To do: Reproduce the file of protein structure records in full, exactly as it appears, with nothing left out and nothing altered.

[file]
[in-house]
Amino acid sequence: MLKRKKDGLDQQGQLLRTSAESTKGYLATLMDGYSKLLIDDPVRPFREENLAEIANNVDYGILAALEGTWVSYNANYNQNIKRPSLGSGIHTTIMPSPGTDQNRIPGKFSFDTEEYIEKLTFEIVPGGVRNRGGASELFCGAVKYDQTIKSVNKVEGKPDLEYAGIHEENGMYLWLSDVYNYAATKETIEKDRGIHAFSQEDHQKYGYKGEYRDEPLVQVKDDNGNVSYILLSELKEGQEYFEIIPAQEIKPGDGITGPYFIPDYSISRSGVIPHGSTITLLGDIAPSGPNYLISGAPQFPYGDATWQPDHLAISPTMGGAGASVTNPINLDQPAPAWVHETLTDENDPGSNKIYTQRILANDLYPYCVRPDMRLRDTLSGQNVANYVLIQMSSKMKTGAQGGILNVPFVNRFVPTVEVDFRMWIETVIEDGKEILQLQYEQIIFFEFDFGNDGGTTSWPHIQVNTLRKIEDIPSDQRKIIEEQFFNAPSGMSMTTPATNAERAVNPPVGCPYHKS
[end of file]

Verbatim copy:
[in-house]
Amino acid sequence: MLKRKKDGLDQQGQLLRTSAESTKGYLATLMDGYSKLLIDDPVRPFREENLAEIANNVDYGILAALEGTWVSYNANYNQNIKRPSLGSGIHTTIMPSPGTDQNRIPGKFSFDTEEYIEKLTFEIVPGGVRNRGGASELFCGAVKYDQTIKSVNKVEGKPDLEYAGIHEENGMYLWLSDVYNYAATKETIEKDRGIHAFSQEDHQKYGYKGEYRDEPLVQVKDDNGNVSYILLSELKEGQEYFEIIPAQEIKPGDGITGPYFIPDYSISRSGVIPHGSTITLLGDIAPSGPNYLISGAPQFPYGDATWQPDHLAISPTMGGAGASVTNPINLDQPAPAWVHETLTDENDPGSNKIYTQRILANDLYPYCVRPDMRLRDTLSGQNVANYVLIQMSSKMKTGAQGGILNVPFVNRFVPTVEVDFRMWIETVIEDGKEILQLQYEQIIFFEFDFGNDGGTTSWPHIQVNTLRKIEDIPSDQRKIIEEQFFNAPSGMSMTTPATNAERAVNPPVGCPYHKS